Adoption and Children in Care Update

children update

Welcome to the Children’s Partnership Adoption and Children in Care Update 19 September 2014

This twice-quarterly update for the children’s VSCE sector is brought to you by the National Children’s Bureau and Barnardo’s as part of the Children’s Partnership. It will inform you of the latest policy news on children in care and adoption, signpost to relevant resources produced as part of the Children’s Partnership and funded by the Department for Education.


Consultation on residential care quality standards


The Department for Education has today launched a consultation on the next phase of major changes to the regulation of children’s homes. Specifically, the Department are consulting on:


  • The introduction of Quality Standards, which set out in regulations the outcomes that children must be supported to achieve while living in children’s homes. Each standard has an aspirational, child-focused outcome statement, followed by a clear set of underpinning, measurable requirements that homes must meet to achieve the standard;
  • Replacement of the current National Minimum Standards with a Guide to the regulations that will explain and supplement the requirements stated in the regulations; and
  • Streamlining and modernisation of the current regulations on management and administrative processes (e.g. allowing the use of electronic records).


These changes aim to:


  • Challenge children’s homes to provide high quality care, have high aspirations and achieve positive outcomes for the extremely vulnerable group of children that they care for
  • Make outcomes for children the primary focus for both the children’s home and the regulator (Ofsted)
  • Provide a more coherent regulatory framework of benefit to children, providers and the regulator
  • Reduce unnecessary bureaucracy for providers.


The consultation closes on 14 November 2014.


Are you interested in sharing your views about the staying put legislation?


The Children’s Partnership is carrying out an online survey looking at the initial impact and implementation of the staying put legislation.

We are interested in hearing from:


  • Voluntary and community organisations who have an understanding of the impact of the legislation
  • Foster carers
  • Staying put carers
  • Fostering services
  • Independent reviewing officers
  • Leaving care managers.


Click here to complete the survey


The questionnaire is confidential and findings will be reported anonymously to the Department for Education in January 2015.


We are keen to ensure that as many people as possible have the opportunity to take part in this important research- please feel free to forward this information onto any relevant networks, contacts or colleagues.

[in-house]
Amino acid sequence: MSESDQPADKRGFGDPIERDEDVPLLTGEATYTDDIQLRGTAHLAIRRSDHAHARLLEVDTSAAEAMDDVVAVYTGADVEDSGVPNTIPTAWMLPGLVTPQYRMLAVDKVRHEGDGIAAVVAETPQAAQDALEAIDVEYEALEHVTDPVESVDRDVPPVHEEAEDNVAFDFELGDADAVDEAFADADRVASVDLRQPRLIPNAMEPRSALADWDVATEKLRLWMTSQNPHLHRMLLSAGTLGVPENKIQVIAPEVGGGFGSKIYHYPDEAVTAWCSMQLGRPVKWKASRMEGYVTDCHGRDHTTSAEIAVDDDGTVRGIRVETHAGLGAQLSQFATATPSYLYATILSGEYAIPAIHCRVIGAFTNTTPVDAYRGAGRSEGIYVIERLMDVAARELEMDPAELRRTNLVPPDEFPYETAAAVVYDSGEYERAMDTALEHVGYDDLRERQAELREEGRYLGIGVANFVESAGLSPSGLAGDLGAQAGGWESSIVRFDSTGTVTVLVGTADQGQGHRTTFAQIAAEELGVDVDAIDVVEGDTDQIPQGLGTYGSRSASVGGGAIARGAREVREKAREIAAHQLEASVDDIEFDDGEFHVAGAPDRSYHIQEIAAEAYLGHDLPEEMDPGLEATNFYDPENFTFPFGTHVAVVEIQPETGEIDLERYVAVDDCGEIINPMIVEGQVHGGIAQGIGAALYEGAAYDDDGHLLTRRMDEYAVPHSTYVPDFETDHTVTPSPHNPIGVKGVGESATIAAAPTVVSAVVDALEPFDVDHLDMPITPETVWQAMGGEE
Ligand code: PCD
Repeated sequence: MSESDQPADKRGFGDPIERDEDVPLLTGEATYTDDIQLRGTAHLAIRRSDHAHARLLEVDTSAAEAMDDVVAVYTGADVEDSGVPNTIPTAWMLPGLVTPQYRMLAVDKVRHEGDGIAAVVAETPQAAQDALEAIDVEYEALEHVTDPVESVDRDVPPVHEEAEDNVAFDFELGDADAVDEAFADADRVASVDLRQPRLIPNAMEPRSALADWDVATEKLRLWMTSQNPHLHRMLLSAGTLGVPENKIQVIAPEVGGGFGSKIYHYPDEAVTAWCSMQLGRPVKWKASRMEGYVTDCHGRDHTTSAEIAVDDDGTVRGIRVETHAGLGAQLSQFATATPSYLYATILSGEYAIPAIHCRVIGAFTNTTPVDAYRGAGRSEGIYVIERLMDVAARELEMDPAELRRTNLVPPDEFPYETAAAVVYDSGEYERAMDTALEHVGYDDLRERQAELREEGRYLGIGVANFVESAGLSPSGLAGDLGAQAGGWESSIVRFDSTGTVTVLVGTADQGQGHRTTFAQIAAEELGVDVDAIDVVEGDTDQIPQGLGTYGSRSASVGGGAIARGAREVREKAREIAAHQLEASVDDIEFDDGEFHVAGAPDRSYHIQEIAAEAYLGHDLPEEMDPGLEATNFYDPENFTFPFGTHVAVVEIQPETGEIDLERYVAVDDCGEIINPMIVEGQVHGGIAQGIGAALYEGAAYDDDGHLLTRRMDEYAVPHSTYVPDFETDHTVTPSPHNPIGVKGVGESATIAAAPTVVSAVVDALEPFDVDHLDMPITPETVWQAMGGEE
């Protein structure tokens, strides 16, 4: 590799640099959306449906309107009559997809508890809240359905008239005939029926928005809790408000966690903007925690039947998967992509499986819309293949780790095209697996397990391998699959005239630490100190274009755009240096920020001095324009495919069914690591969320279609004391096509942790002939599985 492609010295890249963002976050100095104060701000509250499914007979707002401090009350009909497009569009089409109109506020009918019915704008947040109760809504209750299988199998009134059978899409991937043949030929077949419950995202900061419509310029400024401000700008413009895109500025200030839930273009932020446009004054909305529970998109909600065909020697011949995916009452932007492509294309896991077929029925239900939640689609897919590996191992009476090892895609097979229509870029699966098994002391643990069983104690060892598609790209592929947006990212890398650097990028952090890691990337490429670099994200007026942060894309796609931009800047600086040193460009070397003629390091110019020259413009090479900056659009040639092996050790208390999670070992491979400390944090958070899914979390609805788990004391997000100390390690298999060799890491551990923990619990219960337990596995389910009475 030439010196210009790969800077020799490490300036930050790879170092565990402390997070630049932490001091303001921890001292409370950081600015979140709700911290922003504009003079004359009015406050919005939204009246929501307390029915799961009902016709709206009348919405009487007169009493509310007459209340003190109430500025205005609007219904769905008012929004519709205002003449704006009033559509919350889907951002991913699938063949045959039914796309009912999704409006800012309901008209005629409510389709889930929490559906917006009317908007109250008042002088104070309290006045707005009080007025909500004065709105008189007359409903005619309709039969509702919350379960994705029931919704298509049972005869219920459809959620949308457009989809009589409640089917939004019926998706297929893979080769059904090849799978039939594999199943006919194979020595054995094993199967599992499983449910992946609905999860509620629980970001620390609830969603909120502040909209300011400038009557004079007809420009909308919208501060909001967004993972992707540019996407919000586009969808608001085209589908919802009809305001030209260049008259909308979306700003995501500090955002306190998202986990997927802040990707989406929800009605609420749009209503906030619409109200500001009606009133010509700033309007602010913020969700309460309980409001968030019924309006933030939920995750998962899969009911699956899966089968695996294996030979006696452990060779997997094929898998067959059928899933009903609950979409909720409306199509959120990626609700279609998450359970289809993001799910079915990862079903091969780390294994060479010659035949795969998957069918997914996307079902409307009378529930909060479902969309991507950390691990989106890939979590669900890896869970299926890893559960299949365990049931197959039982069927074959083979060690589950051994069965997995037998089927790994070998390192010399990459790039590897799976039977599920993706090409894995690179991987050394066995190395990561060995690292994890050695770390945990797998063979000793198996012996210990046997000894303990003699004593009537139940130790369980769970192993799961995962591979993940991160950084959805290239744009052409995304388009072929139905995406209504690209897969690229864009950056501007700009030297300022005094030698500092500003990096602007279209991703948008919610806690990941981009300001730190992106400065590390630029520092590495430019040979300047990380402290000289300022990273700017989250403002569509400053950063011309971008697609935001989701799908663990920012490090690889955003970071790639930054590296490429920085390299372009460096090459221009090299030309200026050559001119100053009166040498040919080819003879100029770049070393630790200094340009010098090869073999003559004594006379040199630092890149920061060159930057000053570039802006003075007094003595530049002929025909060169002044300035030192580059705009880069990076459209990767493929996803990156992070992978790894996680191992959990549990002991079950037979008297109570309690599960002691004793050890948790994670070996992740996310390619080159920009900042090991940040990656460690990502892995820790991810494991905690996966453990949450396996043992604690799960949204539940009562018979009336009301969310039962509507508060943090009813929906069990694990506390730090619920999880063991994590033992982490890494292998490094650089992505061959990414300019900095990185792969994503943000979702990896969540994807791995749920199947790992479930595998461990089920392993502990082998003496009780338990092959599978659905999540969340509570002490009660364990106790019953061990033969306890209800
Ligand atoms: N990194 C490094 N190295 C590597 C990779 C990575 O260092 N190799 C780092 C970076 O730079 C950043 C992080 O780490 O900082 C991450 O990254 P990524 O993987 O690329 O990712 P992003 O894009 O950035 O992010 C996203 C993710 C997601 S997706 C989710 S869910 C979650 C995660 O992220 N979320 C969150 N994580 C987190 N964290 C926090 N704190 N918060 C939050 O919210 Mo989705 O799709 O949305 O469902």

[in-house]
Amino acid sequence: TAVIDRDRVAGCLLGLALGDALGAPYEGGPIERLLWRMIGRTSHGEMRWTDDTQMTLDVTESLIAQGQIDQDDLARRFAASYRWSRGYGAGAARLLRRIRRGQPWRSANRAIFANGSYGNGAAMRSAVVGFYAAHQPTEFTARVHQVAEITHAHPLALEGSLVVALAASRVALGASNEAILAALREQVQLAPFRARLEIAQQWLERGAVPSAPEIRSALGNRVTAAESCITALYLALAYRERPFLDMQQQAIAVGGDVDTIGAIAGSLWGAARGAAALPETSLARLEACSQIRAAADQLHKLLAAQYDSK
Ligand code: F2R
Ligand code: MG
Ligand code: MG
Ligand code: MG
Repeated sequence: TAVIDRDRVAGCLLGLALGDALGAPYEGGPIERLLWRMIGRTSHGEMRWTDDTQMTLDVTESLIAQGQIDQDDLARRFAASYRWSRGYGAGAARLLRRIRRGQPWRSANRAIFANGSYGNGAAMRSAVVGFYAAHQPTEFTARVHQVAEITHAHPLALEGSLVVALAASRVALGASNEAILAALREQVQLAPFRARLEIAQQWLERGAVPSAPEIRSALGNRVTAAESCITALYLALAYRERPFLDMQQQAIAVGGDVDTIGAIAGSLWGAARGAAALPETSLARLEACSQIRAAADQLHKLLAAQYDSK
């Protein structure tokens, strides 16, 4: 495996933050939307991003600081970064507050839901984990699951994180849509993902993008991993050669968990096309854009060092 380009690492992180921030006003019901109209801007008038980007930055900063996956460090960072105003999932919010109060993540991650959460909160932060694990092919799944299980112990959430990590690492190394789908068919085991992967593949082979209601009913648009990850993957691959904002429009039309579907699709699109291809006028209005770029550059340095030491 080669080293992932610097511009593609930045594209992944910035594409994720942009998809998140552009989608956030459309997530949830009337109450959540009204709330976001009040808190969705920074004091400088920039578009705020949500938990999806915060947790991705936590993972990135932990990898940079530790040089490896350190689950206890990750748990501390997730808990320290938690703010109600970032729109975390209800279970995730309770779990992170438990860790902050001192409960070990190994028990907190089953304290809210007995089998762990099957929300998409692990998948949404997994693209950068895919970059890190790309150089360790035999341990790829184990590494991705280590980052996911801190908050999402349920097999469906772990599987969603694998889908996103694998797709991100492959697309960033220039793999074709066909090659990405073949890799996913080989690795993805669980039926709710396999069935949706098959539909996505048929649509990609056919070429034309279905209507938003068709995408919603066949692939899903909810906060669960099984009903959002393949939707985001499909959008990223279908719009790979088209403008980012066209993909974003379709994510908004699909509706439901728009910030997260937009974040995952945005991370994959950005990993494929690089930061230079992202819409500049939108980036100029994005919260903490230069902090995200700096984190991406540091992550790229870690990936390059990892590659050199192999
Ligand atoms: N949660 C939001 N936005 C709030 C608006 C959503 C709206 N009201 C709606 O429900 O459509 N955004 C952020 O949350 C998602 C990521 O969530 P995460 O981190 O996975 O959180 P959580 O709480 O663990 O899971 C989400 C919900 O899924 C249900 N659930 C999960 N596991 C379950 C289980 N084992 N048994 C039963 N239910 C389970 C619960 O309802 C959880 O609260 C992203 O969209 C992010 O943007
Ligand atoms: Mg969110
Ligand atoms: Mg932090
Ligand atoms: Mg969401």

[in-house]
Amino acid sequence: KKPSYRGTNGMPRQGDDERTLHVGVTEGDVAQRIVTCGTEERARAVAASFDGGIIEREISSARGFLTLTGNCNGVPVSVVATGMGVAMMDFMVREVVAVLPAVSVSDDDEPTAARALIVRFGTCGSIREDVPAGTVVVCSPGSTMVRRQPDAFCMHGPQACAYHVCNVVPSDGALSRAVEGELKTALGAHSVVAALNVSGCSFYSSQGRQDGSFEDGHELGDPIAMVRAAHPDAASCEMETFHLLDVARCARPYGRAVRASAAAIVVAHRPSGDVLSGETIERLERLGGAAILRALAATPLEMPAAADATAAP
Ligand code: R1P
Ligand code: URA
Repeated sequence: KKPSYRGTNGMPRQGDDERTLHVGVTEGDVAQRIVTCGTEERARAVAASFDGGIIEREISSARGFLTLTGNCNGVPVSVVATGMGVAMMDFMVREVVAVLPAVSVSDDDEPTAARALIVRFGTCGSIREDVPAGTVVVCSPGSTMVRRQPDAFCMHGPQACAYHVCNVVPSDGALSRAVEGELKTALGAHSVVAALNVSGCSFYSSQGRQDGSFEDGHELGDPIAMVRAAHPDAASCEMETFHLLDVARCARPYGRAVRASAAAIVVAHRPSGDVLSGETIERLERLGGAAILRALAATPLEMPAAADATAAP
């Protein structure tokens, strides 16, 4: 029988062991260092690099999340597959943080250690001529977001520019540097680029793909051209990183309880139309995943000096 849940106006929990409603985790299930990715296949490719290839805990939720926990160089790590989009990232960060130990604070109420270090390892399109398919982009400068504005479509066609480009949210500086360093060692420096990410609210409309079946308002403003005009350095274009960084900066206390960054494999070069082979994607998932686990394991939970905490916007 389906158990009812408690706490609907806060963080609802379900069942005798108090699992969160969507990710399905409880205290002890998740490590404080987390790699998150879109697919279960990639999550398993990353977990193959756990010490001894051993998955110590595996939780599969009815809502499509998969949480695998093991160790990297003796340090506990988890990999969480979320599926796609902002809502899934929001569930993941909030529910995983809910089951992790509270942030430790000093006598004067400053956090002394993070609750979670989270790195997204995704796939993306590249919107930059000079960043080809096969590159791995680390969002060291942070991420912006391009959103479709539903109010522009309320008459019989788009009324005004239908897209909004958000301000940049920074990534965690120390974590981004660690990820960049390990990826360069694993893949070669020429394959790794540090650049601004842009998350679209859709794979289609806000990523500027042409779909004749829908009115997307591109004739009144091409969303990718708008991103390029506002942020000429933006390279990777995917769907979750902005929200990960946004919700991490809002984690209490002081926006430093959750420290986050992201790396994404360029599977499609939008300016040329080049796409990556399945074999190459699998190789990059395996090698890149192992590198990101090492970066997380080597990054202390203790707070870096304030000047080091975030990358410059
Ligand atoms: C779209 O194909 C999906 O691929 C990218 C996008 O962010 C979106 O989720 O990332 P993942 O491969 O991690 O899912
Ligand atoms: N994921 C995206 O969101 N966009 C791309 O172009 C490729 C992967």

Thank you for taking the time to share your views on the subject. If you have any queries about the survey, please contact Jo Lea at or 020 7843 6336.


New duties on education come into effect


This September is the start of the first full academic year of new duties to support looked after children and children with SEN and disabilities. A new duty introduced by the Children and Families Act 2014 has made the appointment of virtual school heads mandatory and revised statutory guidance (see July edition) sets out steps that local authorities should take to improve educational outcomes for looked after children. This is supported by the new, higher rate of pupil premium funding, introduced in April 2014, for those who are looked after.

The pupil premium for looked after children is managed by the virtual school head in the authority that looks after them.  There is an expectation that pupil premium funding will be passed on to the child’s school and that virtual school heads will work in partnership with the child’s education setting to maximise the impact of pupil premium by supporting the learning priorities outlined in the child’s personal education plan. Children adopted from care and those who leave care under a Special Guardianship Order or Residence (now called Child Arrangements) Order are also eligible to attract pupil premium funding. Schools can access this by asking the child’s parent or guardian to self-declare their child’s status for the purposes of completing the school census return.


The new SEND system, as set out by part 3 of the Children and Families Act 2014 also came into force on 1 September. The new SEND Code of Practice (statutory guidance) makes clear the importance of considering the needs of looked after children who have SEN and disabilities, including:


  • The information that local authorities and schools must publish about the support available for children with SEN and disabilities (the local offer and SEN information report, respectively)  will include arrangements for children who are looked after by the local authority and have SEN
  • The role of the SENCO may include liaising with the relevant Designated Teacher where a looked after pupil has SEN
  • Children’s social care teams should make sure that the arrangements for assessing and meeting looked after children and care leavers’ needs across education, health and social care are co-ordinated effectively within the process of care and pathway planning
  • The need to avoid any delays for looked after children and carry out the EHC needs assessment in the shortest possible timescale.